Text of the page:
diskant is an independent music community based in Glasgow, Scotland and we have a whole team of people from all over the UK and beyond writing about independent music and culture, from interviews with new and established bands and labels to record and fanzine reviews and articles on art, festivals and politics. There's over ten years of content here so dig in!

 Subscribe in a reader

Recent Interviews

diskant Staff Sites

More Sites We Like

diskant rewind: Mild Head Injury #2

Posted: August 29th, 2008, by Simon Minter

(Originally posted December 2001)

Mild Head Injury by Simon Minter

Today’s lesson begins with some ramblings about an ACTUAL, REAL BOOK with words in it and everything. Because oh yes, I do more than just listen to records, I live a fulfilling and exciting life which occasionally involves reading and watching the telly. Anyway, this ‘ere book is called ‘The Creation Records Story’ and is a great big eight-hundred page mutha of a tome, covering the, er, Creation Records Story from shambolic beginnings in the early 80s up to becoming The Record Label Of Oasis. And along the way, of course, we meet all kinds of crazy pop kids such as The Jesus And Mary Chain, My Bloody Valentine, The House Of Love and Teenage Fanclub. It’s an interesting story not just because any sane music fan will and must own many of the records mentioned along the way, but also because in a proper in-depth kinda way it takes in the surrounding independent music scene which grew up from punk days, through the eighties, up to today, when ‘indie’ means something entirely different to the pop man in the street. It’s packed full of juicy little anecdotes and revealing insights into the machinations of the evil big business side of music, it if nothing else it’ll make you dig out some of those old 7″s in wraparound sleeves to remind yourself of times gone by.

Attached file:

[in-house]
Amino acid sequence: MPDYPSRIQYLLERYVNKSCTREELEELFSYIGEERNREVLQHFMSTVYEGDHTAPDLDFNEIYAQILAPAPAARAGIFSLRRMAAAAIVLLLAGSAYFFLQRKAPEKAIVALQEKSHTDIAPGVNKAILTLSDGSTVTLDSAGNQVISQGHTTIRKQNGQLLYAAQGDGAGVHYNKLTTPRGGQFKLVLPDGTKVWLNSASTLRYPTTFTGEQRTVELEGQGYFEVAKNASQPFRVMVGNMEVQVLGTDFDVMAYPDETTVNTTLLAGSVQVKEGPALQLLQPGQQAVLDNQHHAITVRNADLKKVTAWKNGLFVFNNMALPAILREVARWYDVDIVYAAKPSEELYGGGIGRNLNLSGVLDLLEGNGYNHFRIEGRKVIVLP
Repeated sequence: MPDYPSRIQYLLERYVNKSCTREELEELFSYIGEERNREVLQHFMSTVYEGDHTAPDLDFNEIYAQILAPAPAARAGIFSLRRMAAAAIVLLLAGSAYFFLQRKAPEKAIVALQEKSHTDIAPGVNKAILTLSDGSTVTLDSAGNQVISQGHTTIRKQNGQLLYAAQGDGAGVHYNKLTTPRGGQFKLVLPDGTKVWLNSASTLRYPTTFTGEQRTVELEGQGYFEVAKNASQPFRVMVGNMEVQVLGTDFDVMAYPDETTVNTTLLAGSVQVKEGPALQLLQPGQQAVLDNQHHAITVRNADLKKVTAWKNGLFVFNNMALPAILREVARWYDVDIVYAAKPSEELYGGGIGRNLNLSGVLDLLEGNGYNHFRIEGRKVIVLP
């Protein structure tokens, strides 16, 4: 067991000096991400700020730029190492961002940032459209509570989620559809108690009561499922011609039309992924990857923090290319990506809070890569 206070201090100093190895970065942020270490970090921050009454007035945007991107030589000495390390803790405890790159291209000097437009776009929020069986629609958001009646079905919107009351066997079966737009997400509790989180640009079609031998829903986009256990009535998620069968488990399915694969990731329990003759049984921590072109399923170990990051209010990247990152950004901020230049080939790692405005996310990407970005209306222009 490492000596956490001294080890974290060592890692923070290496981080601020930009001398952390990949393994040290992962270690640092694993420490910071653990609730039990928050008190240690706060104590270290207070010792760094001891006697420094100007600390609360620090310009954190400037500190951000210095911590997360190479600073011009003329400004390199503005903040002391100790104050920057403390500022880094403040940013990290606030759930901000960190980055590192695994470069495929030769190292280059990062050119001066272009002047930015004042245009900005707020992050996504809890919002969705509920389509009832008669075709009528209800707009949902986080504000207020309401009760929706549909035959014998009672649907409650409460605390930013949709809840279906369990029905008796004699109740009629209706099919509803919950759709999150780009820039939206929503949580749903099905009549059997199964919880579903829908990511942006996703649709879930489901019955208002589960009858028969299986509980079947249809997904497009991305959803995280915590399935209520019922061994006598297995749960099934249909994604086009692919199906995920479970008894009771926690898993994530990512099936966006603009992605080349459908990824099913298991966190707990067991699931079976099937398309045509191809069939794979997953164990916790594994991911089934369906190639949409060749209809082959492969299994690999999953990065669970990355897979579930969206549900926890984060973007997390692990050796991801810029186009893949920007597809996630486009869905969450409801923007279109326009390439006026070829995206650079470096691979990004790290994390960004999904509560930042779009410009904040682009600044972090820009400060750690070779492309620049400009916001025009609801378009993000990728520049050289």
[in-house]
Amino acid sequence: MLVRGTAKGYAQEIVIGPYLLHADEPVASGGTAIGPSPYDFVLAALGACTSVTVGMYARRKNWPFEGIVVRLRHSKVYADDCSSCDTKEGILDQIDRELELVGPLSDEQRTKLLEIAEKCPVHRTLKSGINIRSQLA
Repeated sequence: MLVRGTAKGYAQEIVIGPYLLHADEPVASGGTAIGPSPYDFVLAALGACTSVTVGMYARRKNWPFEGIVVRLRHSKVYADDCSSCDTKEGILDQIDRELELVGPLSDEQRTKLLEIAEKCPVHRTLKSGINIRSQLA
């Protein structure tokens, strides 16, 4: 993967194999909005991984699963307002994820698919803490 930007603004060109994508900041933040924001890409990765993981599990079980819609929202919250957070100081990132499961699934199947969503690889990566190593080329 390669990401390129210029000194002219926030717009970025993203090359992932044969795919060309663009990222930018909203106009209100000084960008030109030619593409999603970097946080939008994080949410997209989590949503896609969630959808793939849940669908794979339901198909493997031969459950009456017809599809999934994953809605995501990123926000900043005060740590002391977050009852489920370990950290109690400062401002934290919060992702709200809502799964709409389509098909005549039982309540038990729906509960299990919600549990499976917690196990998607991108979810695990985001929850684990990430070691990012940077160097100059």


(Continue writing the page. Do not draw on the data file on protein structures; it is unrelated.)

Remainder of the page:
But, no time for reading? Then let’s get on with talking about some records. Or CDs. (Much as I hate CDs, they don’t seem to be going away).